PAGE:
POSTED: 09:55 p.m. HST, May 04, 2012
LAST UPDATED: 02:49 p.m. HST, May 05, 2012
Six gambling machines were recovered and two people were arrested for outstanding warrants Friday night in a raid at the same Chinatown building where police seized gaming machines on at least two previous occasions.
Sgt. Thomas Santos said the raid was prompted by community complaints of gambling and drug dealing on the property.
Officers served the gambling search warrant at 162 N. King St., and found six people on the second floor, Santos said.
Two people were arrested for outstanding warrants. The others were questioned and released.
Officers brought down six electronic "fruit" machines, similar to a slot machine where players can win money by lining up the fruit on the screen. Police placed the machines into evidence. Officers with the Specialized Services Division, along with a police dog, assisted District 1 Crime Reduction Unit officers in the raid about 7 p.m.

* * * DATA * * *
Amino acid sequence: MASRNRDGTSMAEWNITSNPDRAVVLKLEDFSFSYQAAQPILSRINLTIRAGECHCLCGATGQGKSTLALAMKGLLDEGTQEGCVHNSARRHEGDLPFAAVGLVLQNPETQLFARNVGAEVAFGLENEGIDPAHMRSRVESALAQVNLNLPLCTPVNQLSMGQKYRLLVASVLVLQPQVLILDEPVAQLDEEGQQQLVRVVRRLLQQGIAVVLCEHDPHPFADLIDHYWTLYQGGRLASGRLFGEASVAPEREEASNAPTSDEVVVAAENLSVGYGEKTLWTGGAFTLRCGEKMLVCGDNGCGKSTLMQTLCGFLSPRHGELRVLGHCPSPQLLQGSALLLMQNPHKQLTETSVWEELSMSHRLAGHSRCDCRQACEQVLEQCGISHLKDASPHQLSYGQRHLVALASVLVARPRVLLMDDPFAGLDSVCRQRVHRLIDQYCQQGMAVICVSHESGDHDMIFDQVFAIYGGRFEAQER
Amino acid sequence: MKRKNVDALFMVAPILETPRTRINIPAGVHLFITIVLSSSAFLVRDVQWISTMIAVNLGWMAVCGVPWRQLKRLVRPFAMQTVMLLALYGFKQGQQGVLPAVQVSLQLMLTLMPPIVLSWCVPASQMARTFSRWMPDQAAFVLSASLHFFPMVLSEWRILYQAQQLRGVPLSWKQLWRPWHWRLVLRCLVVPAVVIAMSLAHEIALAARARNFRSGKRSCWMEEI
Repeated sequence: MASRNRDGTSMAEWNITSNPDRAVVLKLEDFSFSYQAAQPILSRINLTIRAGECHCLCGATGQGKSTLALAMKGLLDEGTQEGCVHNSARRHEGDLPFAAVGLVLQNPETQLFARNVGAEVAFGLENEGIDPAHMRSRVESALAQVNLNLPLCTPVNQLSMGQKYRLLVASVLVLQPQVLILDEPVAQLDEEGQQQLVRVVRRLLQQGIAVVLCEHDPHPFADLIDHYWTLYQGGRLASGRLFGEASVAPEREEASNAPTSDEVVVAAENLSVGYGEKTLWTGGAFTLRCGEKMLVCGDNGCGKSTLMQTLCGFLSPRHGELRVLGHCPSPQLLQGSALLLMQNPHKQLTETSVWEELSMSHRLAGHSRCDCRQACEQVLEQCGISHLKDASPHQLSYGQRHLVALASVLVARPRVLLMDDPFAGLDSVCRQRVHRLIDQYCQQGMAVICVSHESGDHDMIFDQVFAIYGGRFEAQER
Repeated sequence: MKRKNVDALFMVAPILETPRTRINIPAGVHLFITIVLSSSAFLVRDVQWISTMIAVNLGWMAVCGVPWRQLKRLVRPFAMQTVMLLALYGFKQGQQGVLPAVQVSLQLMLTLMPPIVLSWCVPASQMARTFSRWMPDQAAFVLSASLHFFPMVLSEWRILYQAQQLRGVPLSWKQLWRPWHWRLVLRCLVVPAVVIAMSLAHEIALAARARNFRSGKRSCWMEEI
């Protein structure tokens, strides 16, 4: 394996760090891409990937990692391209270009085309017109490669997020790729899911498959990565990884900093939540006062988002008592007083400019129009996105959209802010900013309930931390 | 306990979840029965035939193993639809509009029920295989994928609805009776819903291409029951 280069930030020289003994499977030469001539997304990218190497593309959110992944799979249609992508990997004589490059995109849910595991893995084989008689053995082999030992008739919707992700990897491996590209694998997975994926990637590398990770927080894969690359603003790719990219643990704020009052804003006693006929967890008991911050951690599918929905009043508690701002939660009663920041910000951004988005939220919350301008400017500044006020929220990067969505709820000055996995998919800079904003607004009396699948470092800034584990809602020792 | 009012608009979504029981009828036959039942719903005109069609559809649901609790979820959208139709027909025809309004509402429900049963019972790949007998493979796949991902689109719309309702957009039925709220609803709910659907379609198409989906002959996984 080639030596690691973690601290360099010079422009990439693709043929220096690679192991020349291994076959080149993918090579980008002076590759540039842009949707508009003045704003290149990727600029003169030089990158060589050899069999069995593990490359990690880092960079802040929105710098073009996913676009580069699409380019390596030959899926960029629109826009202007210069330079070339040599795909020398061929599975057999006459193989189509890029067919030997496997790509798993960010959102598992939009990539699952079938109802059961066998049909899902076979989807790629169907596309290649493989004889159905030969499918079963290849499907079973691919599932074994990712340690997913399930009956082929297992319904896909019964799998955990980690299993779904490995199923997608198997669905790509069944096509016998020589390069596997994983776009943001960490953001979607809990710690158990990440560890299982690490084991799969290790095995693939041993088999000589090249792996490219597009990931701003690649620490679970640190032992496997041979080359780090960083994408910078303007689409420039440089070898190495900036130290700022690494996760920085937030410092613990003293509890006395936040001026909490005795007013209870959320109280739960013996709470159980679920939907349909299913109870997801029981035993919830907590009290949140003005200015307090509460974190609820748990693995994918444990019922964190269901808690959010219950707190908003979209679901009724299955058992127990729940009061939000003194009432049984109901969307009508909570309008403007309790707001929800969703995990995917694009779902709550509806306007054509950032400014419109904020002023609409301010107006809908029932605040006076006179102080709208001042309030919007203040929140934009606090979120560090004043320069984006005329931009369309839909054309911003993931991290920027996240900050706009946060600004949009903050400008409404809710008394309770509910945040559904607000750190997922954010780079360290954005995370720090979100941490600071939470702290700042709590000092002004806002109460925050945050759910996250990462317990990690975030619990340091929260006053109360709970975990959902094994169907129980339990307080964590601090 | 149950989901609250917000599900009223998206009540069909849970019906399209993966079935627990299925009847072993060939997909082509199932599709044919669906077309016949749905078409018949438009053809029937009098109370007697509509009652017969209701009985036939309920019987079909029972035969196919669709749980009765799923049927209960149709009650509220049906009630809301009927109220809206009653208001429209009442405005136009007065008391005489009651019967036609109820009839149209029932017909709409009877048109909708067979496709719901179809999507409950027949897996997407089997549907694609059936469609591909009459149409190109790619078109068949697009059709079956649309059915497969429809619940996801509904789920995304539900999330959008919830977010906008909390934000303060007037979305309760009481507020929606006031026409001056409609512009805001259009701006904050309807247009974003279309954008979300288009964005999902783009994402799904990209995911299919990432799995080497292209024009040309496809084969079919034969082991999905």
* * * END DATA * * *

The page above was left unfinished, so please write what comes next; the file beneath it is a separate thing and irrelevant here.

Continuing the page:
The property, located on the mauka side of King Street, between River and Kekaulike streets, did not have any identifying signs. Brown paper and dark tint covered the windows, but an interior metal screen door could be seen when the outer door was opened. Signs were posted in the window advertising the property as available for rent.
A police source said the gambling operation had different levels of security, including cameras on the outside to screen people who were entering. The source said illegal gambling operations usually cater to a regular clientele and are known for drug dealing because the clientele have been screened.
Thomas said an official with the Attorney General's Office was also at the scene to issue a nuisance abatement warning to the property owner, which could lead to the state condemning the property if the illegal activity doesn't stop.
On Dec. 6, 2011, four people were arrested for gambling at the address and police found various electronic gaming machines.
On Sept. 15, 2010, officers responded to reports of gunfire and a robbery on the second floor of 162 N. King St. When officers got upstairs, they found no evidence of a robbery or a shooting, but seized about a dozen illegal video gaming machines.